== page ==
It was June 2016, summer was here and England were still in the Euros as 15 members of The King's Royal Hussars made a 631 mile journey at a leisurely 62mph to the Harz Mountains in Germany for a week of mountain biking.
2Lt Kula-Przezwanski and LCpl Shaw (RTR) began to provide expert instruction as we departed our Torfhaus lodge for day one. As everyone thought they were getting used to the idea of being on two wheels and hurtling down dirt tracks, Tpr Dade's bike went one way and he the other, leaving him with an early taste of Bavarian mud. The group contained bikers from across the experience spectrum and you didn't need to see them ride to know who fell as the number of squeaky-clean, expensive-looking trainers became covered dirt and water as legs hit the floor.
The week progressed as planned with the routes become slightly more demanding yet nevertheless enjoyable. The Bavarian countryside was the perfect place and as the skill level so did the metres above sea level.
All in all it was an excellent week away from the rigours of regimental life and much deserved break for the soldiers involved. All of which would not have been possible but for the generosity of the Regiment and the Royal Welsh for the use of their mini-bus!
Most of our followers will know that our biggest exercises take place in Alberta, Canada on the wide Prairie and this year we have provided B (XIV) Sqn to act as the Tank Coy in the OPFOR BG. What many of you may not know is that between exercises exercising troops can take advantage of some AT at Trails End Camp.
Trails End Camp is situated in the Rockies to the west of Canada and provides any exercising, temporary and permanent BATUS troops the chance to try their hand at something apart from warcraft. In the summer the options for the week are horse trekking with cowboys and girls, rock climbing, kayaking, mountain biking, canoeing or alpine mountaineering.
This year, between Ex PRAIRIE STORMS, a number of KRH soldiers disappeared deep into British Columbia to tackle the Kootenay River. After arriving in Trails End in the rain and receiving all the kit required to keep anyone from freezing in the glacial waters, a few of the participants were wondering what they had signed up for.
The next day the team met their two instructors; Brian Unruh and Justin Farquhar. As they discussed the fundamentals of canoeing it quickly became apparent that SSgt Young's vision of calmly paddling in the sunshine on a flat lake with or without a beer and fishing rod was crumbling away. We moved down to a calm stretch of the Bow River to begin our training. The sun had come out and as we were taught each stroke we would need the pairs began to work together in their boats and after a few 360 turns and close capsizes everyone started to get used to the concept of a canoe and how it moves in the water.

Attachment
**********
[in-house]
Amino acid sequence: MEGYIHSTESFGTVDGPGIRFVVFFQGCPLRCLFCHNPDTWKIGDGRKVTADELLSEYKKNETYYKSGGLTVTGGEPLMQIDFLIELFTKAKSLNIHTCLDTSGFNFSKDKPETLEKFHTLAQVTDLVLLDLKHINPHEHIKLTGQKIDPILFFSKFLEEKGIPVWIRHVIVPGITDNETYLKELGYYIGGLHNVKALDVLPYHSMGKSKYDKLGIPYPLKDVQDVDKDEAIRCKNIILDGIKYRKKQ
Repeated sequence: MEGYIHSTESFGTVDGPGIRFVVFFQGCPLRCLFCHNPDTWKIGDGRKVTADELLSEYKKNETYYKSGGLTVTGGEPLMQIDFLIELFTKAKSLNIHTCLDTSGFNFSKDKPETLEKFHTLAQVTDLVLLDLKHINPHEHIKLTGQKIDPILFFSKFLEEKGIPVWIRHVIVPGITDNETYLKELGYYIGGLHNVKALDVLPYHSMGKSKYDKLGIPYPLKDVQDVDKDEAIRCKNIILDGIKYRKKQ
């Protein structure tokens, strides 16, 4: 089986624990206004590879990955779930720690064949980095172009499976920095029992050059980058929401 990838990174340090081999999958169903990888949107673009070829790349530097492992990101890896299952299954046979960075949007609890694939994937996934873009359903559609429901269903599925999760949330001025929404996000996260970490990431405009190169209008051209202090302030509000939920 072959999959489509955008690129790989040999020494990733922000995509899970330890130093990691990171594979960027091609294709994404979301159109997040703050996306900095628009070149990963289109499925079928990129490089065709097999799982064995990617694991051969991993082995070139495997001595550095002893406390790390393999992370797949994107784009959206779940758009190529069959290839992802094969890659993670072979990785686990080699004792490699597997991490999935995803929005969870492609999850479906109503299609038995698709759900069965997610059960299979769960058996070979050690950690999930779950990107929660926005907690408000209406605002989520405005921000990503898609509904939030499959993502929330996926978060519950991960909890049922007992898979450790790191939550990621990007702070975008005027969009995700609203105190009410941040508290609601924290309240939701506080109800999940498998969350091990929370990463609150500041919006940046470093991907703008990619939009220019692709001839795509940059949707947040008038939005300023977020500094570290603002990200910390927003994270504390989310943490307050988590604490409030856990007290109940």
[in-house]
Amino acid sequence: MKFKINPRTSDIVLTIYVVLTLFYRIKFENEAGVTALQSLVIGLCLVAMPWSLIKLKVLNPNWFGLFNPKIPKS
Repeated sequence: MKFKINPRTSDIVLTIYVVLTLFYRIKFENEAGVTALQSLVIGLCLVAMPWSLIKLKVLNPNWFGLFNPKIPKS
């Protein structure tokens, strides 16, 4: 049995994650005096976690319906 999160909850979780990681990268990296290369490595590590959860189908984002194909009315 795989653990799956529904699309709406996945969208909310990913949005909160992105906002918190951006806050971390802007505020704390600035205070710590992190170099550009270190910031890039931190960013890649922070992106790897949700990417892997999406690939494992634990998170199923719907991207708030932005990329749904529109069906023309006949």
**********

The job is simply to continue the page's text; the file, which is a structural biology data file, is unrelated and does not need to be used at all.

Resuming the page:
At the end of the afternoon came the dreaded "self rescue" lesson and we moved into a deeper moving part of the dam controlled river. Each boat had to paddle over and against all that is natural tip themselves into the river before performing the correct procedure for getting themselves to shore.
The second day bought with it some more training, this time further upstream in the Bow River where the water runs fast through a man made rapid course before a natural fast flow. We practiced team rescue on land which includes throwing lines to save any people in the water. We then clambered into the boats and practiced the mysterious skill of a ferry angle before heading downstream for about 10km.
Our third day signalled the first of our Expedition and we packed our tents, clothing, spare paddles, fresh water and the kitchen sink into barrels that we then strapped into our boats. After a few hours driving we crossed the state line into BC and soon we were at our put in site. We paddled around three hours with only one or two capsizes to our first stunning wild campsite.
With a fire lit everyone enjoyed steak and sausages cooked over the hot coals, thus ignoring the silver bags we had packed that morning. The weather was immensely changeable and the huge mountains surrounding us would swirl the cloud and the rain would break before bright burning sunshine.
The second day provided a bit of a soaking for every boat except one as everyone was challenged to navigate some seriously technical rapid sections of the river. Most started to get used to narrow margin for error which can mean complete disaster in the huge waves or being spun around by the infamous eddy monsters. We camped again that night and the rain clouds began to clear fully leaving just a covering to block the sun.
Not only did the participants of the canoe trip gain welcomed knowledge on wilderness camping and travel to a truly special place, they also all achieved their O2F which in conjunction with a kayak foundation will allow them to begin climbing the canoe instructor levels if they wish to do so in the future.
KRH Association and serving members of the regiment.